All data - in particular properties and functions' parameters - need to be of a certain type. Essentially, this is a convention you know from everyday's life. There are some information which are always a number - e.g. the phone number. Then there are other information which are always words, e.g. a person's name.
Furthermore, there are some sub-types. E.g. a phone number will always follow a specific pattern (per country), a zip code - which in many countries is also a number - will follow another pattern. If you, by accident, dialed a person's zip code instead of their phone number, most likely you will get no connection (which at least gives you immediate feedback that something is wrong), but in rare cases you might even get connected. But most likely not to the person you intended to speak to. Hence, the most important lesson is: types matter. Passing the wrong type of a parameter to a function will lead to wrong results, and most likely to errors (in which case usually the macro does nothing).
And: there are more complex types as well. Imagine the data type 'address'. An address in real life comprises of a street name, a house number, a zip code, a city, and maybe a few more details. in general, such complex data types are refered to as objects or structures, and it is important to know the details of how they are composed.
Here, we only very briefly try to explain the various types you might come across when writing macros. Please feel free to refer to countless programming literature if you are interested in more details.
As types are that important to adhere to, and as functions are very picky about what they want to get as input and what they maybe return, there are means to convert data from one type to another. This is called type casting. While this is a good thing in order to provide the correct data type, this invokes the next challenge: conversion rules. Some are easy to understand, e.g. casting an integer value to a float. Others aren't: what rule would you suggest to cast the string “Moving Light” into an integer value? But usually you shouldn't need to bother. Just use the appropriate casting function, e.g. in the example Chase - Change a chaser's overlap.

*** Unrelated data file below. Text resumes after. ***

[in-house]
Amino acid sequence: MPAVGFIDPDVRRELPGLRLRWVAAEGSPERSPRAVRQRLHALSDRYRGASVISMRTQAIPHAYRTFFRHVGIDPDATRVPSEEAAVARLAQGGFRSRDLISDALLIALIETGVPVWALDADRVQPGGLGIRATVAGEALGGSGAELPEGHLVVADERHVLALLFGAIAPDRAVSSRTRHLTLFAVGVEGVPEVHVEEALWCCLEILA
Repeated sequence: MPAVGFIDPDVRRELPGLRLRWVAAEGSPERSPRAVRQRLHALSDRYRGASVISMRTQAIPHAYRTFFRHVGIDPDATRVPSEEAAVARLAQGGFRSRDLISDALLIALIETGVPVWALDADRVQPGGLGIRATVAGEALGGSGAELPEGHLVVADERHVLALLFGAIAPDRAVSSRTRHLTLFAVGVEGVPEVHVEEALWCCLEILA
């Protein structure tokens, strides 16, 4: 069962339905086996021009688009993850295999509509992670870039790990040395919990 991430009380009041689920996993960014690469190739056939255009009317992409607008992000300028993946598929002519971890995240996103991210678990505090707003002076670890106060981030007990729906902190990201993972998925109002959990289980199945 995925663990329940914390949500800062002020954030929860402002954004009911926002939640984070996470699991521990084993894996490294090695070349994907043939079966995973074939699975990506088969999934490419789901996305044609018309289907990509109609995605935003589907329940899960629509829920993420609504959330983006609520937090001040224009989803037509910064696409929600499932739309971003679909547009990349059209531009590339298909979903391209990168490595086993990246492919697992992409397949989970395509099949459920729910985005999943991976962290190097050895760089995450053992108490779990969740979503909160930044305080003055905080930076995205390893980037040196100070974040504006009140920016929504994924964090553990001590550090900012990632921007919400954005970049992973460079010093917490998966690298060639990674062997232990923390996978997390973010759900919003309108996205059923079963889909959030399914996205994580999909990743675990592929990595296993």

Another example about when and when not to reference types: http://forum.avolites.com/viewtopic.php?f=20&t=5766#p20783
The ActionScript.SetProperty function can be used to set a value of any type, as the parameter type Object is the root class for all types including non-reference types (e.g. integers, floats). The ActionScript.SetProperty.Integer function only accepts an integer as the second parameter which can have the advantage when parsing input this can be assumed and so the correct type is chosen (particularly in WebAPI). However you can force a conversion by using casts which can work where automatic conversion is not possible for example:
will work where
The ActionScript.SetProperty.Enum function takes a string as the value parameter and internally converts that string to the correct enumeration type based on the current value of the property being set. WebAPI does something similar when initially parsing values but uses the function parameter type to determine this however as there are many enumeration types there is not a SetProperty function for each one as this would be impractical. You could do the following:
ActionScript.SetProperty("Windows.Playbacks.ButtonSize", Math.ToEnum( "Avolites.Titan.Controllers", "Avolites.Titan.Controllers.HandleButtonSize", "Fixed") )
but that is very long-winded in comparison to the
And another hint: casting doesn't work inside code blocks, see http://forum.avolites.com/viewtopic.php?f=20&t=5783:
It appears that you cannot use the cast operator within a statement block. It tries to get the function being called but cannot find it inside the statement block.
Here is a list of the primitive types covered in this wiki: